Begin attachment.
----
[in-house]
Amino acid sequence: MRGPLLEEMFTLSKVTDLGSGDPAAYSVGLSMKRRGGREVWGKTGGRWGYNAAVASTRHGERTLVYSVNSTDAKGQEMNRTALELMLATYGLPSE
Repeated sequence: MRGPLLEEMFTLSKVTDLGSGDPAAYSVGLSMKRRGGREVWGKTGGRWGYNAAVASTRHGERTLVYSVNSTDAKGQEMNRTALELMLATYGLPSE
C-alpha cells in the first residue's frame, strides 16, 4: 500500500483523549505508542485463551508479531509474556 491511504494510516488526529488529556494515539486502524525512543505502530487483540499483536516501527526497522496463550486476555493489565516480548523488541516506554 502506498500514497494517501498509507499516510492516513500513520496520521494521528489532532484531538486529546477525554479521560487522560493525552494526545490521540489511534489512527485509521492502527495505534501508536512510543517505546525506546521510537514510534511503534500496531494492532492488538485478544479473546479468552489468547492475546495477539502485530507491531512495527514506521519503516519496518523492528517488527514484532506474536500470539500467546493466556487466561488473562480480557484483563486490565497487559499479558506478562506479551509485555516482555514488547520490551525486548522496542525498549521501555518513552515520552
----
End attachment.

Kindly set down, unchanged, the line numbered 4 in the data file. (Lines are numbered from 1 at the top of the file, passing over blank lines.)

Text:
C-alpha cells in the first residue's frame, strides 16, 4: 500500500483523549505508542485463551508479531509474556 491511504494510516488526529488529556494515539486502524525512543505502530487483540499483536516501527526497522496463550486476555493489565516480548523488541516506554 502506498500514497494517501498509507499516510492516513500513520496520521494521528489532532484531538486529546477525554479521560487522560493525552494526545490521540489511534489512527485509521492502527495505534501508536512510543517505546525506546521510537514510534511503534500496531494492532492488538485478544479473546479468552489468547492475546495477539502485530507491531512495527514506521519503516519496518523492528517488527514484532506474536500470539500467546493466556487466561488473562480480557484483563486490565497487559499479558506478562506479551509485555516482555514488547520490551525486548522496542525498549521501555518513552515520552